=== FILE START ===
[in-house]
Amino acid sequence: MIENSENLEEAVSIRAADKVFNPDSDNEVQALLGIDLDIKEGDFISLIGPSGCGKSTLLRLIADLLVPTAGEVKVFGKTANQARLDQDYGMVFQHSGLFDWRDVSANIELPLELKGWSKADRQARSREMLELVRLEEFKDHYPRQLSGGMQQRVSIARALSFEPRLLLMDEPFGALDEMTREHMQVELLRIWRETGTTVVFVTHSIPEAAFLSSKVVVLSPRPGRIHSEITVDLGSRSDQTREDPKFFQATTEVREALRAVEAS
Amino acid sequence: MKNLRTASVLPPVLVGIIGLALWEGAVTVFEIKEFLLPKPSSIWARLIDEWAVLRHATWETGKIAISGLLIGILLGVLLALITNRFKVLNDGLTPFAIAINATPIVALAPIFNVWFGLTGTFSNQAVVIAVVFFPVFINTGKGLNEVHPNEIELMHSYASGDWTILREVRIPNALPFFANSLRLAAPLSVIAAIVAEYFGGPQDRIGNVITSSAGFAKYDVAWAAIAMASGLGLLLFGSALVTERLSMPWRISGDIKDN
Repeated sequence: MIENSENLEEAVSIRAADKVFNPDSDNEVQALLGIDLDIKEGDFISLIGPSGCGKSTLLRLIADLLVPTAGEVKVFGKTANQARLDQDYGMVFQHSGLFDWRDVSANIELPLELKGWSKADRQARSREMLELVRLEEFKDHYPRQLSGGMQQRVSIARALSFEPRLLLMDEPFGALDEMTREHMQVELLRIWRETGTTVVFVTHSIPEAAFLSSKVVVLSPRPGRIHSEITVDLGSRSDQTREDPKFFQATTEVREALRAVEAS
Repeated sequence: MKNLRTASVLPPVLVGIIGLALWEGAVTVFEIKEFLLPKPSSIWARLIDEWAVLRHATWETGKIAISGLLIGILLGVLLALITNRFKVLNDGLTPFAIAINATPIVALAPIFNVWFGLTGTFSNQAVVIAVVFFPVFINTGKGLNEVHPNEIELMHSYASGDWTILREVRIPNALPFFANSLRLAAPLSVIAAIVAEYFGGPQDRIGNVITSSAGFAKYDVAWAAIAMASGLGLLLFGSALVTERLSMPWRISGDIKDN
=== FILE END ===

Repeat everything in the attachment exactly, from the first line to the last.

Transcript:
[in-house]
Amino acid sequence: MIENSENLEEAVSIRAADKVFNPDSDNEVQALLGIDLDIKEGDFISLIGPSGCGKSTLLRLIADLLVPTAGEVKVFGKTANQARLDQDYGMVFQHSGLFDWRDVSANIELPLELKGWSKADRQARSREMLELVRLEEFKDHYPRQLSGGMQQRVSIARALSFEPRLLLMDEPFGALDEMTREHMQVELLRIWRETGTTVVFVTHSIPEAAFLSSKVVVLSPRPGRIHSEITVDLGSRSDQTREDPKFFQATTEVREALRAVEAS
Amino acid sequence: MKNLRTASVLPPVLVGIIGLALWEGAVTVFEIKEFLLPKPSSIWARLIDEWAVLRHATWETGKIAISGLLIGILLGVLLALITNRFKVLNDGLTPFAIAINATPIVALAPIFNVWFGLTGTFSNQAVVIAVVFFPVFINTGKGLNEVHPNEIELMHSYASGDWTILREVRIPNALPFFANSLRLAAPLSVIAAIVAEYFGGPQDRIGNVITSSAGFAKYDVAWAAIAMASGLGLLLFGSALVTERLSMPWRISGDIKDN
Repeated sequence: MIENSENLEEAVSIRAADKVFNPDSDNEVQALLGIDLDIKEGDFISLIGPSGCGKSTLLRLIADLLVPTAGEVKVFGKTANQARLDQDYGMVFQHSGLFDWRDVSANIELPLELKGWSKADRQARSREMLELVRLEEFKDHYPRQLSGGMQQRVSIARALSFEPRLLLMDEPFGALDEMTREHMQVELLRIWRETGTTVVFVTHSIPEAAFLSSKVVVLSPRPGRIHSEITVDLGSRSDQTREDPKFFQATTEVREALRAVEAS
Repeated sequence: MKNLRTASVLPPVLVGIIGLALWEGAVTVFEIKEFLLPKPSSIWARLIDEWAVLRHATWETGKIAISGLLIGILLGVLLALITNRFKVLNDGLTPFAIAINATPIVALAPIFNVWFGLTGTFSNQAVVIAVVFFPVFINTGKGLNEVHPNEIELMHSYASGDWTILREVRIPNALPFFANSLRLAAPLSVIAAIVAEYFGGPQDRIGNVITSSAGFAKYDVAWAAIAMASGLGLLLFGSALVTERLSMPWRISGDIKDN